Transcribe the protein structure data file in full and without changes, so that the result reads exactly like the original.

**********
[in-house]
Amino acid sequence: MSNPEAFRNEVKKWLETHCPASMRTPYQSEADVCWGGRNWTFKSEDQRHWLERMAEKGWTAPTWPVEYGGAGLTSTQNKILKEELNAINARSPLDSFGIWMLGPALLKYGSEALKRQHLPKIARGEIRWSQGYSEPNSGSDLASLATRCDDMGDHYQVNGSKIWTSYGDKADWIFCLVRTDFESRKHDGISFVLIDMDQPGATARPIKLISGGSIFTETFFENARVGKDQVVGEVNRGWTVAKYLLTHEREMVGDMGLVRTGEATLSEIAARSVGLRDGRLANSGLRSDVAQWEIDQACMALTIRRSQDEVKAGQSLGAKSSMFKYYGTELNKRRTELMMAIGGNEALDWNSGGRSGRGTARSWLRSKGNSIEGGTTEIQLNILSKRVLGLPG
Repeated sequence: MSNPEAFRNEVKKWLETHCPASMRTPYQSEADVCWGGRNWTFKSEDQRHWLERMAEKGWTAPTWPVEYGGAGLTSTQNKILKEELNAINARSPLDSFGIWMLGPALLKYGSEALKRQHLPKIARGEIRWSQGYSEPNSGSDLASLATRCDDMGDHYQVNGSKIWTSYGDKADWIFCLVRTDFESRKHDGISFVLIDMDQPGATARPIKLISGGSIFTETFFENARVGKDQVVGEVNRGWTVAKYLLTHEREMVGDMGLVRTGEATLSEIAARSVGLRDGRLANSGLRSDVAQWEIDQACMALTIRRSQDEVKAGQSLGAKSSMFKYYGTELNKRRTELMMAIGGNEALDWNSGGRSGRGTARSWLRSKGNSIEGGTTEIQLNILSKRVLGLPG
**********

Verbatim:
[in-house]
Amino acid sequence: MSNPEAFRNEVKKWLETHCPASMRTPYQSEADVCWGGRNWTFKSEDQRHWLERMAEKGWTAPTWPVEYGGAGLTSTQNKILKEELNAINARSPLDSFGIWMLGPALLKYGSEALKRQHLPKIARGEIRWSQGYSEPNSGSDLASLATRCDDMGDHYQVNGSKIWTSYGDKADWIFCLVRTDFESRKHDGISFVLIDMDQPGATARPIKLISGGSIFTETFFENARVGKDQVVGEVNRGWTVAKYLLTHEREMVGDMGLVRTGEATLSEIAARSVGLRDGRLANSGLRSDVAQWEIDQACMALTIRRSQDEVKAGQSLGAKSSMFKYYGTELNKRRTELMMAIGGNEALDWNSGGRSGRGTARSWLRSKGNSIEGGTTEIQLNILSKRVLGLPG
Repeated sequence: MSNPEAFRNEVKKWLETHCPASMRTPYQSEADVCWGGRNWTFKSEDQRHWLERMAEKGWTAPTWPVEYGGAGLTSTQNKILKEELNAINARSPLDSFGIWMLGPALLKYGSEALKRQHLPKIARGEIRWSQGYSEPNSGSDLASLATRCDDMGDHYQVNGSKIWTSYGDKADWIFCLVRTDFESRKHDGISFVLIDMDQPGATARPIKLISGGSIFTETFFENARVGKDQVVGEVNRGWTVAKYLLTHEREMVGDMGLVRTGEATLSEIAARSVGLRDGRLANSGLRSDVAQWEIDQACMALTIRRSQDEVKAGQSLGAKSSMFKYYGTELNKRRTELMMAIGGNEALDWNSGGRSGRGTARSWLRSKGNSIEGGTTEIQLNILSKRVLGLPG